Nova Publishers
My Account Nova Publishers Shopping Cart
HomeBooksSeriesJournalsReference CollectionseBooksInformationSalesImprintsFor Authors
            
  Top » Catalog » Books » Biology » Zoology » Reptiles in Research: Investigations of Ecology, Physiology, and Behavior from Desert to Sea Chapters » My Account  |  Cart Contents  |  Checkout   
Quick Find
  
Use keywords to find the product you are looking for.
Advanced Search
What's New? more
The Life and Times of the World's Most Famous Mathematicians
$95.00
Shopping Cart more
0 items
Information
Shipping & Returns
Privacy Notice
Conditions of Use
Contact Us
Notifications more
NotificationsNotify me of updates to Coping with Invasive Invaders: Behavioral and Morphological Modifications of the Texas Horned Lizard (pp. 159-176)
Tell A Friend
 
Tell someone you know about this product.
Coping with Invasive Invaders: Behavioral and Morphological Modifications of the Texas Horned Lizard (pp. 159-176) $100.00
Authors:  (Scott E. Henke, Texas A&M University-Kingsville, TX, USA)
Abstract:
Texas horned lizards (Phrynosoma cornutum) were once numerous and widely distributed across the south central United States. Their numbers have drastically declined and their distribution has become patchy presumably due to past over-collection, use of broadcast pesticides, urban and suburban sprawl, habitat loss to agriculture, and the introduction of invasive species. Recent attempts to translocate Texas horned lizards from viable populations to areas of suitable habitat demonstrate that translocation is not a feasible option. However, Texas horned lizard numbers are rebounding in certain areas within their former distribution because they have adapted to some of the environmental conditions that potentially resulted in their decline. Texas horned lizards have become commensal with humans and can be found within suburban areas of Kenedy, Lubbock, and McAllen, Texas, for example. They also have developed strategies to cope with attacks by the invasive red imported fire ant (Solenopsis invicta), and have learned to use certain invasive grass species (i.e., buffelgrass, Pennisetum ciliare ) to their advantage as hiding cover. Although such adaptations have aided the Texas horned lizard recovery, this Texas icon reptile still has a long way to go to return to its former abundance and distribution.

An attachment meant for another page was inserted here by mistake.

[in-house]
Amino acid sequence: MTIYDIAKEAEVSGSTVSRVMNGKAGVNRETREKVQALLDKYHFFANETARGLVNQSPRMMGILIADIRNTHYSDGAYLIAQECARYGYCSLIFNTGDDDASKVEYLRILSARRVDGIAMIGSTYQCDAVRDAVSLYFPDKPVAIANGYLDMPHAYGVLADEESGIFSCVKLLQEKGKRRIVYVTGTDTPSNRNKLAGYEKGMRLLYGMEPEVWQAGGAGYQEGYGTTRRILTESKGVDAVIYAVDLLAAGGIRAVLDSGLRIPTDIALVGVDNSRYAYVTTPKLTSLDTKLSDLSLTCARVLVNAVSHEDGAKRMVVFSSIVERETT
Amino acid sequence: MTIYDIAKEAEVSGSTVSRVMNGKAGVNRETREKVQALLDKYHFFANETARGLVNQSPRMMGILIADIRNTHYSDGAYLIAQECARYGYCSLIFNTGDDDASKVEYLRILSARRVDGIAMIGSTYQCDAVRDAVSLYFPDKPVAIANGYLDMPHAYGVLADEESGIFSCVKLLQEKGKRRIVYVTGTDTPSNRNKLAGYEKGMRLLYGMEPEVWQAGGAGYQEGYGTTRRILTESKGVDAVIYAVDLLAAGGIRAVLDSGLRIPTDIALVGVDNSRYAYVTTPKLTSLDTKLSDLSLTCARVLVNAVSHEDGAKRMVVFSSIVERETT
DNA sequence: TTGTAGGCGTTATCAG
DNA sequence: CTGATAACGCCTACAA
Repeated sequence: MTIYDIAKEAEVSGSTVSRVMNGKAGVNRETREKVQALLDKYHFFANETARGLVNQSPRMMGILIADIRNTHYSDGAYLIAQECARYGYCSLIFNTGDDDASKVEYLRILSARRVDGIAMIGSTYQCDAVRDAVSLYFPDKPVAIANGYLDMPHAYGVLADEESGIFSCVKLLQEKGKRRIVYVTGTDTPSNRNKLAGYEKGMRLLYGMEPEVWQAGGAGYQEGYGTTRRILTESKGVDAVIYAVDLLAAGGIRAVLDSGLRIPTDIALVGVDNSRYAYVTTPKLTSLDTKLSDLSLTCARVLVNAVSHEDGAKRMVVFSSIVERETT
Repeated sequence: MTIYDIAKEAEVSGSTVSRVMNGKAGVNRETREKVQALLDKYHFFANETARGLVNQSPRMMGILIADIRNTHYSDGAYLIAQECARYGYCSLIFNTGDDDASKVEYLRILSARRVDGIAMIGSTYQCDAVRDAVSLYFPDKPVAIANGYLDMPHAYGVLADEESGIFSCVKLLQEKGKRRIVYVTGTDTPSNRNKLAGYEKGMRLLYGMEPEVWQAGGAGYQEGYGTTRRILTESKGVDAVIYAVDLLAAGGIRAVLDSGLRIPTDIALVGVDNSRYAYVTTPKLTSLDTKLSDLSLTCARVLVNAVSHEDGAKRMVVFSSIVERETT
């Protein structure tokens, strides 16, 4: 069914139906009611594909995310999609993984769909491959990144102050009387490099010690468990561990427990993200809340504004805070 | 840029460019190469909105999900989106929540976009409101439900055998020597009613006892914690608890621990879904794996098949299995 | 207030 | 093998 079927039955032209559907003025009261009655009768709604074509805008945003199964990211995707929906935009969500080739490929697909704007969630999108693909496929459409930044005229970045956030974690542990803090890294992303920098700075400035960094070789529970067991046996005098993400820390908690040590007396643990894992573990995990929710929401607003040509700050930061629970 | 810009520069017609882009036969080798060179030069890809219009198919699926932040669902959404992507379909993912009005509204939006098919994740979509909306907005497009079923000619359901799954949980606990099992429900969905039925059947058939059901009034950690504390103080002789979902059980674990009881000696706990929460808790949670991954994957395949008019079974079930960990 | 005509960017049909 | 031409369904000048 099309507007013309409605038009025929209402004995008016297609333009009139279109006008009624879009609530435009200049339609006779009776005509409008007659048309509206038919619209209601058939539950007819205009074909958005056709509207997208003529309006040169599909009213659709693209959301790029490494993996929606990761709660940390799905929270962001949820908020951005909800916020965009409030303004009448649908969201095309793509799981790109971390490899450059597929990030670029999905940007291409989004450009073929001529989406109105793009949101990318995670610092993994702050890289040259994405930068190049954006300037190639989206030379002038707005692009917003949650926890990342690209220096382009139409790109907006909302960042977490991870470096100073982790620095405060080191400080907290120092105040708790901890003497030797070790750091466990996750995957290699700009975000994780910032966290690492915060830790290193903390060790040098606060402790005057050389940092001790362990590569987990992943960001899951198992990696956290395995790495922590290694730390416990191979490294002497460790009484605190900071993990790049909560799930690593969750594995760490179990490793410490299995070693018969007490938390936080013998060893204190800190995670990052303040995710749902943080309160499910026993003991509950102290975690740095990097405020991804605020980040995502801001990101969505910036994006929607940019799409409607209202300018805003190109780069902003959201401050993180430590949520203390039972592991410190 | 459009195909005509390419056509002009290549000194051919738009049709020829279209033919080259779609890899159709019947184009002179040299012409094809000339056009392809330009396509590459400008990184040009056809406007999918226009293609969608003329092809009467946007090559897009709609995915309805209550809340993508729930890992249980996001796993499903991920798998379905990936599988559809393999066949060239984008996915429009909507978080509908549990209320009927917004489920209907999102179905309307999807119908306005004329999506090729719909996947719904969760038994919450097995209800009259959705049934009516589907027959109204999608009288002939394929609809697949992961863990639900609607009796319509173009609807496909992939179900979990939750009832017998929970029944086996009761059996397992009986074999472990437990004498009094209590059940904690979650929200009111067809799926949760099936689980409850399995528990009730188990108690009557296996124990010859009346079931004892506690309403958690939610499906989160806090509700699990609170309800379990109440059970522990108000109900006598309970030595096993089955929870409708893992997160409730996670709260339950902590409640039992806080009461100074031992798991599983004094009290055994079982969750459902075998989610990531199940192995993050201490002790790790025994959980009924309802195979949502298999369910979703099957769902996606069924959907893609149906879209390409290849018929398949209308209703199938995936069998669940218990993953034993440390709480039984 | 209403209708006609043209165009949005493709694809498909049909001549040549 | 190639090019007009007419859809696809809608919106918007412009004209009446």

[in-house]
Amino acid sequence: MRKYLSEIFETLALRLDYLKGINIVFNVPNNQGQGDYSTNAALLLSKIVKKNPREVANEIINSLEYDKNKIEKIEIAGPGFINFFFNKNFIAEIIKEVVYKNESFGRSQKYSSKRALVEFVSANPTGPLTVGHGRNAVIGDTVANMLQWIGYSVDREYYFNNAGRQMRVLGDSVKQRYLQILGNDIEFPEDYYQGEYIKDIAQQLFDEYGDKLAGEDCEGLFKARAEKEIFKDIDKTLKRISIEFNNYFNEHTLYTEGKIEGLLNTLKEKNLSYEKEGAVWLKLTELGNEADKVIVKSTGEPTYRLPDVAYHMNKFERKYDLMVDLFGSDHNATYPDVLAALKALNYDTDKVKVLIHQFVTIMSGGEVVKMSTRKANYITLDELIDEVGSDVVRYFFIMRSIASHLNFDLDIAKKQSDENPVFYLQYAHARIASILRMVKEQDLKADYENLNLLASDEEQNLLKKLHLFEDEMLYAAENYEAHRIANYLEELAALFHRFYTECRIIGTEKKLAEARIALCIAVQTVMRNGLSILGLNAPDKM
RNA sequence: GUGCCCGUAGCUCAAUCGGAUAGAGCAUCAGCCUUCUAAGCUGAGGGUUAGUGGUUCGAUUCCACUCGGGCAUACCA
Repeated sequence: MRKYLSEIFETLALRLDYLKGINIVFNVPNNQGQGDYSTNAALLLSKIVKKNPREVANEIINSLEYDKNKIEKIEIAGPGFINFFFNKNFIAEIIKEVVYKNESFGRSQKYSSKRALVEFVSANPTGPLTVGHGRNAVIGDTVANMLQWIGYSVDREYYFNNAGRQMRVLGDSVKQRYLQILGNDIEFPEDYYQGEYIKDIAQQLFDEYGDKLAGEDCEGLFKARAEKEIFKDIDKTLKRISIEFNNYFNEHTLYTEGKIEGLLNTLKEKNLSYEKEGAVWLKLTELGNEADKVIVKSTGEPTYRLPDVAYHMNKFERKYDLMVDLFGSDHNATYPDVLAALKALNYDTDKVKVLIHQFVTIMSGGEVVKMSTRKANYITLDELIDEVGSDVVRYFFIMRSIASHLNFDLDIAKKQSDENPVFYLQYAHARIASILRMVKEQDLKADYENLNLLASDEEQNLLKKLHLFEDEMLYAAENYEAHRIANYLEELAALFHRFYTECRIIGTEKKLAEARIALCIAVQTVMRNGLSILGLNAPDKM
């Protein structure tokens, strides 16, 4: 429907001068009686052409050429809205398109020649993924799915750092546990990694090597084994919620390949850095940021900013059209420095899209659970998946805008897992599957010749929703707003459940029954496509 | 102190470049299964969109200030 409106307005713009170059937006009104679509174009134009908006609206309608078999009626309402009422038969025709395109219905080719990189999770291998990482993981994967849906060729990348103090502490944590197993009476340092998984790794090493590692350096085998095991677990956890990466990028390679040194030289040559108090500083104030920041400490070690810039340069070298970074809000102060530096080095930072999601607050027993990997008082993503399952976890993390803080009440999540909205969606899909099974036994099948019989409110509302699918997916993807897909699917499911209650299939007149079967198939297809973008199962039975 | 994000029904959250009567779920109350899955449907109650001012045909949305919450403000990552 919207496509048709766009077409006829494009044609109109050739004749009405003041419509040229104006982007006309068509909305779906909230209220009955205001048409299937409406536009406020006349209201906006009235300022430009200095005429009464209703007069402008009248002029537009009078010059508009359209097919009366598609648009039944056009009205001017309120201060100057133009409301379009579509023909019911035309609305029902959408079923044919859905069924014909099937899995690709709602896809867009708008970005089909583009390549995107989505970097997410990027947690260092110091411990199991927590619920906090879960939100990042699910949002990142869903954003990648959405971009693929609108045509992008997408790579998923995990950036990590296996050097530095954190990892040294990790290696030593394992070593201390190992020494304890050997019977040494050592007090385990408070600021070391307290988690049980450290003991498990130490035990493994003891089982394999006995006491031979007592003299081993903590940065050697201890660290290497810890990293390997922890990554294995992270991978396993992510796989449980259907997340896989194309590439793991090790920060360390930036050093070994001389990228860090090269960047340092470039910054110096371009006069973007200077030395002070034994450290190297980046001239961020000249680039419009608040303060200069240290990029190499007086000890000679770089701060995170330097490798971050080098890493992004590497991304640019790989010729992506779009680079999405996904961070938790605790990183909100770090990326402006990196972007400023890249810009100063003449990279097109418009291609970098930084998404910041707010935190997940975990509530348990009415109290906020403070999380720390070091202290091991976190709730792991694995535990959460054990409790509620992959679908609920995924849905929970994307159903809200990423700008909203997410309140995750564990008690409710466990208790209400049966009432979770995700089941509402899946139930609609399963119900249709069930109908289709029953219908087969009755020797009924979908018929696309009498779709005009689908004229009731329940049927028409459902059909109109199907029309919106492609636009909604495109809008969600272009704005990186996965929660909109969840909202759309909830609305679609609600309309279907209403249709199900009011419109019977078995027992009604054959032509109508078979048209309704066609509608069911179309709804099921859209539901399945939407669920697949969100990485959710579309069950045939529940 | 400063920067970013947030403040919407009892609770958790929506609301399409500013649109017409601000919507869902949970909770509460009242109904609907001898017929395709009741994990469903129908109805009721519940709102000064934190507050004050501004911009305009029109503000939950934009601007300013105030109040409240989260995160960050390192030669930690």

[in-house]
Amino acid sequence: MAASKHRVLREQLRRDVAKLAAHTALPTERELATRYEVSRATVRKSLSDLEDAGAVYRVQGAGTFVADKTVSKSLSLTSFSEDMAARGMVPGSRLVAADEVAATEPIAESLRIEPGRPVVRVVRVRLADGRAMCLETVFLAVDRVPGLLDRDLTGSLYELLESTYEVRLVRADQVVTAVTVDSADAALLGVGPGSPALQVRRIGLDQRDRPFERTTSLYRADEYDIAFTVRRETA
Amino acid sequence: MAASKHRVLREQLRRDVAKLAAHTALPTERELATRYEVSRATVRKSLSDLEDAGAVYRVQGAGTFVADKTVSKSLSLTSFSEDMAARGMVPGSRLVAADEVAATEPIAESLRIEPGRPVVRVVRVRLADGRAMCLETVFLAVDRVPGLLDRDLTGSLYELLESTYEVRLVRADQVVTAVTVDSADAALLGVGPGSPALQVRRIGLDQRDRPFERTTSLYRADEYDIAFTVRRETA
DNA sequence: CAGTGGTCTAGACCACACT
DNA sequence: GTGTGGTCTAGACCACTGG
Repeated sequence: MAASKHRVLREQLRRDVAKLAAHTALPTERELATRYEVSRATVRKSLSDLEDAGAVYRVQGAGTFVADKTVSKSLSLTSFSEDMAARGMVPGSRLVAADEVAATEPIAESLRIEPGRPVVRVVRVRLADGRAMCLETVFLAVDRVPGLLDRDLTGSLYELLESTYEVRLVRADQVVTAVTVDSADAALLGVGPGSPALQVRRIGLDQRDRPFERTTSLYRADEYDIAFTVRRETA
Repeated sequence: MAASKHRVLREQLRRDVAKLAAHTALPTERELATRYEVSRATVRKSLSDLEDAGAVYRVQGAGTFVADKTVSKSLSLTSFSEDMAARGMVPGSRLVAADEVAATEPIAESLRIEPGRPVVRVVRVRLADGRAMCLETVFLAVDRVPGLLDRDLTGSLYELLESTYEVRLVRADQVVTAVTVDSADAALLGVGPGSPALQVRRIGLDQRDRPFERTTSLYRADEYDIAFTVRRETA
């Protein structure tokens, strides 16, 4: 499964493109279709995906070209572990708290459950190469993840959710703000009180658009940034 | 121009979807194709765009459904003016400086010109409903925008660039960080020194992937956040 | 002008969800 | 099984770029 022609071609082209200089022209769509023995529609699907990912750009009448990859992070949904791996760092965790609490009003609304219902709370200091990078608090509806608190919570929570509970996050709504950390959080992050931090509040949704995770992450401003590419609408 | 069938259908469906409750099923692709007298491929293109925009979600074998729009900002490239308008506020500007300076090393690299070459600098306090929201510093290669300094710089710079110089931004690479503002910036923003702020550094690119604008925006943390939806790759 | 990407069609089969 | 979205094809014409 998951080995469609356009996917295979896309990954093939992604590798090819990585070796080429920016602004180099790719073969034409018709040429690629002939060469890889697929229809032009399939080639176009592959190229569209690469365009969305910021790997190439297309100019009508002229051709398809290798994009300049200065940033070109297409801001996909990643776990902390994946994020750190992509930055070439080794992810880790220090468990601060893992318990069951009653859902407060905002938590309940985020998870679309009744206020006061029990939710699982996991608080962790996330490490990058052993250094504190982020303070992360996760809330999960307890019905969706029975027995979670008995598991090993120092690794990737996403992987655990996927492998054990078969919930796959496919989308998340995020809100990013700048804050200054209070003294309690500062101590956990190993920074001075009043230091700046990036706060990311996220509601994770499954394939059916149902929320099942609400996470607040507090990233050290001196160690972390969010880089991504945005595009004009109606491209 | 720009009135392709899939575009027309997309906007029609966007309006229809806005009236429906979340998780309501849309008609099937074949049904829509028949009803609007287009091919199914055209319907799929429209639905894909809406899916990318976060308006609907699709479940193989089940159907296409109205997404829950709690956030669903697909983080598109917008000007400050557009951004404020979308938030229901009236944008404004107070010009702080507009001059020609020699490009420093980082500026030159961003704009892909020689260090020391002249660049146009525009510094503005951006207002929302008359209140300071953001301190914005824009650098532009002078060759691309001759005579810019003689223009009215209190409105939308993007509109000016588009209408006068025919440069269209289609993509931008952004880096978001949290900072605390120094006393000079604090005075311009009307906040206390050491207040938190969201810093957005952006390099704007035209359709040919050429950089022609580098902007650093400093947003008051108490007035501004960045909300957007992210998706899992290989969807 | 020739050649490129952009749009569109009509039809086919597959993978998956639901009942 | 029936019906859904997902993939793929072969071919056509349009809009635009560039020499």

Available Options:
Version:
This Item Is Currently Unavailable.
Special Focus Titles
01.Laryngeal Cancer: Risk Factors, Symptoms and Treatment
02.Breast Surgery: Indications and Techniques
03.Cursed? Biologic and Cultural Aspects of the Menstrual Cycle and Menstruation
04.The Uses of Cocoa and Cupuaçu Byproducts in Industry, Health, and Gastronomy
05.Agriculture, Food, and Food Security: Some Contemporary Global Issues
06.Fungicides: Perspectives, Resistance Management and Risk Assessment
07.Current Developments in Alexithymia - A Cognitive and Affective Deficit
08.Political Concerns and Literary Topoi in French Grand Opera
09.Abdul Aziz Said: The Mualim, The Inspiration
10.Teachers and Teaching: Global Practices, Challenges, and Prospects
11.A Comprehensive Investigation on Executive-Employee Pay Gap of Chinese Enterprises: Antecedents and Consequences
12.American Alligators: Habitats, Behaviors, and Threats

Nova Science Publishers
© Copyright 2004 - 2018

Coping with Invasive Invaders: Behavioral and Morphological Modifications of the Texas Horned Lizard (pp. 159-176)